NOTE: This edition does not include trades. In our final edition, we will make trade predictions.
1. Washington – John Wall, PG, Kentucky. The last time Washington had the 1st pick, it was in a weak draft and they selected Kwame Brown. This draft is different. Barring injury, Wall will be a franchise player.
2. Philadelphia – Evan Turner, SG, Ohio State. If Wall is 1A, then Turner is 1B. Despite making the pick, expect the 76ers to trade the rights to Turner to either New Jersey or Minnesota.
3. New Jersey – Derrick Favors, PF, Georgia Tech. The physical forward is an impact player at both ends of the floor and can become a 20/10 guy in three years’ time. Favors will need to learn how to stay out of foul trouble.
4. Minnesota – DeMarcus Cousins, C, Kentucky. Let’s face it. Al Jefferson is not a center. Wesley Johnson, who many have tabbed as the pick here, is not a desirable trade piece for Philadelphia. Joe Dumars is desperate to land the big man and may throw everything and the kitchen sink to land Cousins. That said, who wants their garbage?
5. Sacramento – Greg Monroe, PF, Georgetown. The Kings now have Dalembert, Thompson, Landry, but their frontcourt remains their biggest weakness. Monroe is the best passing big man in the draft, and perhaps the most complete frontcourt player in the draft.
6. Golden State – Wesley Johnson, SF, Syracuse. The Warriors love their wing players, and both Johnson and Al-Farouq Aminu are amazing fits. The nod goes to Johnson, who is a better defensive player.
7. Detroit – Epke Udoh, PF, Baylor. Since they drafted every small forward in last year’s draft pool, the Pistons are in an unenviable position. Based on who the Pistons have worked out so far, Udoh is the pick. He’s an athletic 4 who can play 5. He’s 23, which causes concern. If Detroit decides to go in a different direction, Cole Aldrich may be the pick.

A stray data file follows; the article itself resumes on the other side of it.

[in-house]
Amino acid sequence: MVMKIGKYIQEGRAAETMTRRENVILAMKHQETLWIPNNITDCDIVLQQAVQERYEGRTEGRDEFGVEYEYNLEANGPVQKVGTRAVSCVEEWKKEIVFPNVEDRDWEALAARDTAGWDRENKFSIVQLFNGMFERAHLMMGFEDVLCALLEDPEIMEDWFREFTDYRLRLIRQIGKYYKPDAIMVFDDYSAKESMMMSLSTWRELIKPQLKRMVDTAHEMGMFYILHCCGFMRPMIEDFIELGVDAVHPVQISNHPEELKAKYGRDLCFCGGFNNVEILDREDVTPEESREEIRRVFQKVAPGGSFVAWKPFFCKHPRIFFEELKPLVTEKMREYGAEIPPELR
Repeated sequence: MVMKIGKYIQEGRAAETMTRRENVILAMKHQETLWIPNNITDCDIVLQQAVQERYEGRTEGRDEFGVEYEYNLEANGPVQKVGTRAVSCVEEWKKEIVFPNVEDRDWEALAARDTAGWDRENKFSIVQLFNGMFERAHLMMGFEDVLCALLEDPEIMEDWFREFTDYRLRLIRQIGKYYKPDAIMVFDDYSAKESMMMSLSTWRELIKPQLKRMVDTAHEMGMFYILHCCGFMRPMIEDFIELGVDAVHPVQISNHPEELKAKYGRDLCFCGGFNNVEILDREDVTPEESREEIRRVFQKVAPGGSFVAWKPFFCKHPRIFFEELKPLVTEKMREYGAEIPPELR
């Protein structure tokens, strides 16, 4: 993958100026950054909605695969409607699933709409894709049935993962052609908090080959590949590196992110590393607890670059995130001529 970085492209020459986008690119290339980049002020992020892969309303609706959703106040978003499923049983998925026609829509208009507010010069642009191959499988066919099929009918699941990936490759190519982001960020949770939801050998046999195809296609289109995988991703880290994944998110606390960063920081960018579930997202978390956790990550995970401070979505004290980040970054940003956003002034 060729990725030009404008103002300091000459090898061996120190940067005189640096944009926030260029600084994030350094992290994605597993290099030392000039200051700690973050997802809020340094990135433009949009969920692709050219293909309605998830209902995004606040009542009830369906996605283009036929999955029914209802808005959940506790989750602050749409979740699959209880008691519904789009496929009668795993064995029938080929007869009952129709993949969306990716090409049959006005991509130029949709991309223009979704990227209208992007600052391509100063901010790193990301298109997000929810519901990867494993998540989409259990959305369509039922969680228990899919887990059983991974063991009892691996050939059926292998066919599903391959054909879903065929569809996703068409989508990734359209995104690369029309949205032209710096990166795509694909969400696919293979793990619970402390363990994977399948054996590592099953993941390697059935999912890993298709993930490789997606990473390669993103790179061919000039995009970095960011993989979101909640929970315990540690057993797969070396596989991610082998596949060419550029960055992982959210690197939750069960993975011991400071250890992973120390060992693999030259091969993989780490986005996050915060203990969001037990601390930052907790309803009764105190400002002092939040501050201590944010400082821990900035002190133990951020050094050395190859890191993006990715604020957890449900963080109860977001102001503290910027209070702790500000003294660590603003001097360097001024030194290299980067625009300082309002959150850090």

8. LA Clippers – Al-Farouq Aminu, SF, Wake Forest. Aminu will not slip past this pick and the Clippers get a steal. An amazing leaper with excellent athleticism and versatility, Aminu could be the best prospect from this draft. The knocks on him are his [in]ability to create his own shot and securing the basketball.
9. Utah – Ed Davis, PF, North Carolina. I’m not in love with this pick, but Davis is the best prospect at a ‘need’ position with the likely departure of Carlos Boozer and the bust that is Kosta Koufos.
10. Indiana - Avery Bradley, SG, Texas. Expect the Pacers to trade down, because they are stocked with young big men and are weak in the frontcourt. If they are lazy or are forced to play their hand, Bradley, who they’d like to convert to the point, is the pick. That said, Bradley had moments when he lacked vision and made bad decisions.
11. New Orleans – Paul George, SF, Fresno State. The Hornets have made no secret that they are in love with George. At 6’9”, he’s taller than the other wing prospects in this draft and is among the most skilled as well.
12. Memphis – Patrick Patterson, PF, Kentucky. Patterson is an inside-outside threat who had a marked improvement at the defensive end this season. If the Grizz do not re-sign Zach Randolph, then Patterson serves as an insurance policy. Let’s just hope Randolph is not his off-court mentor.
13. Toronto – Cole Aldrich, C, Kansas. The Raptors need a true center. Bargnani played center, but will likely return to his natural position of power forward. Aldrich was a dominant defender at the collegiate level, and can make adjustments to the pro game quickly though it may not come in his first season.
14. Houston – Gordon Hayward, SF, Butler. The Rockets brass have come up and said that they will select the best prospect, even if they are already stocked at the position. Hayward is their man because of his ability to take over a game without having to score points.